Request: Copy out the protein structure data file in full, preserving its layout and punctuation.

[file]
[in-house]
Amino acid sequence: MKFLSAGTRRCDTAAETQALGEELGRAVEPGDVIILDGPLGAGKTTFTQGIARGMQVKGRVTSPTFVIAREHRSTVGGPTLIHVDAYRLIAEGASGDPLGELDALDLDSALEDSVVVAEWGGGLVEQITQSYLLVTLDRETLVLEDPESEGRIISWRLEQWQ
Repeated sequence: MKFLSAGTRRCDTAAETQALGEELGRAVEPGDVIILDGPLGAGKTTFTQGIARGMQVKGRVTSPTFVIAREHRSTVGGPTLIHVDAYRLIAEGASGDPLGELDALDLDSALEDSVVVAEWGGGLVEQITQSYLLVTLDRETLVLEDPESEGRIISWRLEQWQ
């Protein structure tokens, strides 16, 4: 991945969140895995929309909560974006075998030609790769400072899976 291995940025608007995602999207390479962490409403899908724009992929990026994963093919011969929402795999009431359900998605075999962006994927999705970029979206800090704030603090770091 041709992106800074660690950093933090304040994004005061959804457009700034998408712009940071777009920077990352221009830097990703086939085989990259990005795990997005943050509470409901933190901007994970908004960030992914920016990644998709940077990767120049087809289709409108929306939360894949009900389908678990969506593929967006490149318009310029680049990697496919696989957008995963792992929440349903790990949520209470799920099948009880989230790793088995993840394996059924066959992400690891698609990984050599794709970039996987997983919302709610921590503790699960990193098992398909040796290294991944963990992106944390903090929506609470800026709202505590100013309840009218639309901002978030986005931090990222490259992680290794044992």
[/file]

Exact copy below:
[in-house]
Amino acid sequence: MKFLSAGTRRCDTAAETQALGEELGRAVEPGDVIILDGPLGAGKTTFTQGIARGMQVKGRVTSPTFVIAREHRSTVGGPTLIHVDAYRLIAEGASGDPLGELDALDLDSALEDSVVVAEWGGGLVEQITQSYLLVTLDRETLVLEDPESEGRIISWRLEQWQ
Repeated sequence: MKFLSAGTRRCDTAAETQALGEELGRAVEPGDVIILDGPLGAGKTTFTQGIARGMQVKGRVTSPTFVIAREHRSTVGGPTLIHVDAYRLIAEGASGDPLGELDALDLDSALEDSVVVAEWGGGLVEQITQSYLLVTLDRETLVLEDPESEGRIISWRLEQWQ
């Protein structure tokens, strides 16, 4: 991945969140895995929309909560974006075998030609790769400072899976 291995940025608007995602999207390479962490409403899908724009992929990026994963093919011969929402795999009431359900998605075999962006994927999705970029979206800090704030603090770091 041709992106800074660690950093933090304040994004005061959804457009700034998408712009940071777009920077990352221009830097990703086939085989990259990005795990997005943050509470409901933190901007994970908004960030992914920016990644998709940077990767120049087809289709409108929306939360894949009900389908678990969506593929967006490149318009310029680049990697496919696989957008995963792992929440349903790990949520209470799920099948009880989230790793088995993840394996059924066959992400690891698609990984050599794709970039996987997983919302709610921590503790699960990193098992398909040796290294991944963990992106944390903090929506609470800026709202505590100013309840009218639309901002978030986005931090990222490259992680290794044992």